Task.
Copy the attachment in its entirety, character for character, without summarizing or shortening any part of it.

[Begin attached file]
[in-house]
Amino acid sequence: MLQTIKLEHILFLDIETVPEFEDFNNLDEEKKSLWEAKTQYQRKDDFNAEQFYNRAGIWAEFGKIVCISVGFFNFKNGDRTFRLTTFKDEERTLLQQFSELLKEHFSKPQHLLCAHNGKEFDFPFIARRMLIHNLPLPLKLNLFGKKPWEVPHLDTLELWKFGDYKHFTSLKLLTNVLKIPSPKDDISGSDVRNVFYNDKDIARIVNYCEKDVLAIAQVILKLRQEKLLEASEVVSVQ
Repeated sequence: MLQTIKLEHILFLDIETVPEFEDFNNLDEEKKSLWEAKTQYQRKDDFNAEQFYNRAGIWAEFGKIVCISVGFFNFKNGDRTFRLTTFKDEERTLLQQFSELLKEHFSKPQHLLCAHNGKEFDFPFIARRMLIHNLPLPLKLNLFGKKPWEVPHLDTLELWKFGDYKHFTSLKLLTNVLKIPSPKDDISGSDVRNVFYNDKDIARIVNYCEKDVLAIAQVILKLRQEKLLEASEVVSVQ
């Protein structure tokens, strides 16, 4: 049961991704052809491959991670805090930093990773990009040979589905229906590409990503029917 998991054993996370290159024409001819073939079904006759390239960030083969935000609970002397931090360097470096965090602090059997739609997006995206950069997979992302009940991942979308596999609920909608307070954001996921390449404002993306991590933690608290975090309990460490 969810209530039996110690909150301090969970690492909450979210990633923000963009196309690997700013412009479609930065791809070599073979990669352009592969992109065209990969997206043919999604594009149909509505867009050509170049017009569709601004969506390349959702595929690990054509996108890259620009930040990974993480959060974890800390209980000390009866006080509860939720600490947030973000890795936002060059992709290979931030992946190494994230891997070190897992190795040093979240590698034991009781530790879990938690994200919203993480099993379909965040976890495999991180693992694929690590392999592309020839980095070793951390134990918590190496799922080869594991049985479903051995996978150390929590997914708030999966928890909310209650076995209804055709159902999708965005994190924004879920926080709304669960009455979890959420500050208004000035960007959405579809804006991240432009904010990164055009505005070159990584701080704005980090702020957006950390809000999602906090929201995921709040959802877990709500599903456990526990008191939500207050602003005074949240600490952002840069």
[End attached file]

[in-house]
Amino acid sequence: MLQTIKLEHILFLDIETVPEFEDFNNLDEEKKSLWEAKTQYQRKDDFNAEQFYNRAGIWAEFGKIVCISVGFFNFKNGDRTFRLTTFKDEERTLLQQFSELLKEHFSKPQHLLCAHNGKEFDFPFIARRMLIHNLPLPLKLNLFGKKPWEVPHLDTLELWKFGDYKHFTSLKLLTNVLKIPSPKDDISGSDVRNVFYNDKDIARIVNYCEKDVLAIAQVILKLRQEKLLEASEVVSVQ
Repeated sequence: MLQTIKLEHILFLDIETVPEFEDFNNLDEEKKSLWEAKTQYQRKDDFNAEQFYNRAGIWAEFGKIVCISVGFFNFKNGDRTFRLTTFKDEERTLLQQFSELLKEHFSKPQHLLCAHNGKEFDFPFIARRMLIHNLPLPLKLNLFGKKPWEVPHLDTLELWKFGDYKHFTSLKLLTNVLKIPSPKDDISGSDVRNVFYNDKDIARIVNYCEKDVLAIAQVILKLRQEKLLEASEVVSVQ
């Protein structure tokens, strides 16, 4: 049961991704052809491959991670805090930093990773990009040979589905229906590409990503029917 998991054993996370290159024409001819073939079904006759390239960030083969935000609970002397931090360097470096965090602090059997739609997006995206950069997979992302009940991942979308596999609920909608307070954001996921390449404002993306991590933690608290975090309990460490 969810209530039996110690909150301090969970690492909450979210990633923000963009196309690997700013412009479609930065791809070599073979990669352009592969992109065209990969997206043919999604594009149909509505867009050509170049017009569709601004969506390349959702595929690990054509996108890259620009930040990974993480959060974890800390209980000390009866006080509860939720600490947030973000890795936002060059992709290979931030992946190494994230891997070190897992190795040093979240590698034991009781530790879990938690994200919203993480099993379909965040976890495999991180693992694929690590392999592309020839980095070793951390134990918590190496799922080869594991049985479903051995996978150390929590997914708030999966928890909310209650076995209804055709159902999708965005994190924004879920926080709304669960009455979890959420500050208004000035960007959405579809804006991240432009904010990164055009505005070159990584701080704005980090702020957006950390809000999602906090929201995921709040959802877990709500599903456990526990008191939500207050602003005074949240600490952002840069």